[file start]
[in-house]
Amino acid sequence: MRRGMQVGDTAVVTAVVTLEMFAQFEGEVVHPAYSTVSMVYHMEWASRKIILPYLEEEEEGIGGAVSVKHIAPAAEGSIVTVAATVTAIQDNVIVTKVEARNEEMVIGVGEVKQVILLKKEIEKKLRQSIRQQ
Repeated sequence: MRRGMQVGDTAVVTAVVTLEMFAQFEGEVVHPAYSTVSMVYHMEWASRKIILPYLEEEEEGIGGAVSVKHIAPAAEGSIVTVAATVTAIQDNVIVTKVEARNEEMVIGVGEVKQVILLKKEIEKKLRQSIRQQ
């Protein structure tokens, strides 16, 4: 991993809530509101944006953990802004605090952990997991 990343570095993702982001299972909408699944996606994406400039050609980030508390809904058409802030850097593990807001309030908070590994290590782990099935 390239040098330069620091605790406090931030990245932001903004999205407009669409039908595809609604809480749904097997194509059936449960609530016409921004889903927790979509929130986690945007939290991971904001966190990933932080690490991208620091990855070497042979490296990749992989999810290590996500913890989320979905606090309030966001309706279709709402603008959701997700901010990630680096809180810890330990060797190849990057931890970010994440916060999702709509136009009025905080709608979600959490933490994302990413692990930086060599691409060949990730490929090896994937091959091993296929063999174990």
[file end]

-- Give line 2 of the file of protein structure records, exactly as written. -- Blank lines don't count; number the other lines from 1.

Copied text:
Amino acid sequence: MRRGMQVGDTAVVTAVVTLEMFAQFEGEVVHPAYSTVSMVYHMEWASRKIILPYLEEEEEGIGGAVSVKHIAPAAEGSIVTVAATVTAIQDNVIVTKVEARNEEMVIGVGEVKQVILLKKEIEKKLRQSIRQQ